The #LetUsBreathe Collective is an alliance of artists and activists who come together, organizing through a creative lens to imagine a world without prisons and police. The Collective operates the Breathing Room, a Black-led liberation headquarters for arts, organizing, and healing on Chicago’s South Side.
May each of our beginnings be honored, as they did not begin without deep struggle.
Keeping community is keeping us together. It’s unity. The #LetUsBreathe Collective’s partnership with Black Birth Matters represented a cross of a cultural exchange of knowledge, Black economic wealth, and education about the experiences of Black women in preparing for, experiencing, and learning about life before and after birth. Black Birth Matters is a “cultural campaign to uplift the life-giving power of Black women and people with wombs,” says Kristiana Rae Colón, the creator of Black Sex Matters and a poet, playwright, and abolitionist. With her comrade and partner, creative Malik Alim, she welcomed their new vessel of life, Baby Alim Colón, into the world at the inaugural Black Birth Matters community event. Focusing on Black birthwork, doula, and natural birth resources, the event highlighted why it is important to focus on Black maternal health. According to the Center for Disease Control and Prevention, Black mothers and womb carriers experience three to four times more pregnancy-related deaths than white mothers and womb carriers.
The celebration featured stories told from across the African diaspora, from souls that opened up themselves for the many women, children, and families present. It was an unforgettable creation.
Miranda Goosby: What does Black Birth Matters mean to you?
Kristiana Rae Colón: The concept for Black Birth Matters was born out of my Black Sex Matters campaign & event series, which uplifts individual sovereignty over the Black body as a source of pleasure, joy, and creation. Black Sex Matters intends to contest the capitalist and colonial violence inflicted on Black bodies by insisting that our physical beings are not made to be sites of trauma or exploited labor. Black Sex Matters challenges the oppressive notions of shame attached to joyful expressions of sensuality and claims that integrating our sensual beings into our social justice and other work gives us full access to our creative power.
When I became pregnant, it was important to me that I approach motherhood from the full power of my cultural production, organizing, and creative work. I joked that I would brand my baby shower Black Birth Matters, and before the joke could land in the air I had the vision for an extension of Black Sex Matters that focused on birthwork instead of or alongside erotica, an event series and campaign that completed the continuum. As I began to educate myself in preparation for a natural birth, I learned so much about the racial disparities in maternity care, and the necessity to create a container for resources and dialogue became even more imperative to me. I began to see Black birthwork as the first frontier of a movement for Black life. While it’s easy to focus on the ways police and other state violence target Black and brown lives, we are only just starting to have national awareness around the ways Black mortality from hospital complications during pregnancy and childbirth are their own form of genocide. Midwifery and birthing care has been criminalized and commodified in ways that strips Black and brown birthing people from their ancient cultural knowledge and expertise. I wanted to use my own pregnancy as an opportunity to amplify birthwork education, as well as celebrate the various experiences of mothers and people with wombs. The event follows a similar format to Black Sex Matters, showcasing storytelling, spoken word, and music that uplifts stories of birth, abortion, miscarriage, and motherhood, alongside teach-ins on birthwork and reproductive justice. Like Black Sex Matters, Black Birth Matters also offers body painting, live painting, a live DJ, sensual dance performances, and healing arts.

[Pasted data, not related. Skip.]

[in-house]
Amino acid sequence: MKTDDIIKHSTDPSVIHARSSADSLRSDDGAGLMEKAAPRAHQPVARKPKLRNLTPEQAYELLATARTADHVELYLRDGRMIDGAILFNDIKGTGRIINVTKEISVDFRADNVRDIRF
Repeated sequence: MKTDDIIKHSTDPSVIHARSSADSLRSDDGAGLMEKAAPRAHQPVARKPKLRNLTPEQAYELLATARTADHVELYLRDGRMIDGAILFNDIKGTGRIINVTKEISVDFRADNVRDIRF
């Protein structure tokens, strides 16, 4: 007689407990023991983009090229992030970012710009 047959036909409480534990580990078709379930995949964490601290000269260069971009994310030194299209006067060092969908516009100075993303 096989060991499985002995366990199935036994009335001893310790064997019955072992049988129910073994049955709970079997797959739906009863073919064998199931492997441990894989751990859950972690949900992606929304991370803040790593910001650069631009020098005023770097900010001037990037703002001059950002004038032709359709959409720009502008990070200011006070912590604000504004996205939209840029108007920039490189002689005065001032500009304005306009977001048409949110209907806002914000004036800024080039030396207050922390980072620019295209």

MG: How would you like for this work to continue?
KC: The work of Black Birth Matters will continue in the form of a partial scholarship for doula care for a mama in need from the funds raised at the event. Once I have this baby and more capacity to produce, I hope to continue the event series as community baby showers for other Black mamas-to-be!
MG: Do you view birthing Black children as a revolutionary act?
KC: I view Black existence and survival as a revolutionary act. Whenever we reclaim our cultural knowledge and practices for our continued surviving, existing, and thriving, we are shaping a more joyful Black future, and that is one of my visions for revolution.
Featured Image: Kristiana Rae Colón posing in a warm teal cloth with her soon-to-be newborn on a Chicago winter day. Photo courtesy of Kristiana Rae Colón.
Miranda Goosby is a 23-year-old creative from the DMV. She believes in authenticity and expressing one’s truth because you can’t allow someone else to tell your story. In the words of one of her favorite writers, Audre Lorde, “your silence will not save you.” After reading that, she was inspired to write about pieces that express the times we live in and the hard truths that set us free. Miranda is involved with community organizing and also enjoys creating moments through dinner gatherings and think tanks between other writers like herself. She feels that her writing allows one to tap into her mind and the minds of other young, like-minded Black people. Miranda believes in the community coming together creating change through using their collective voice. Miranda is also a Writer-in-Residence at The Breathing Room as part of Sixty’s Envisioning Justice Residency. She hopes to bring a warm energy, an open mind and a strong work ethic.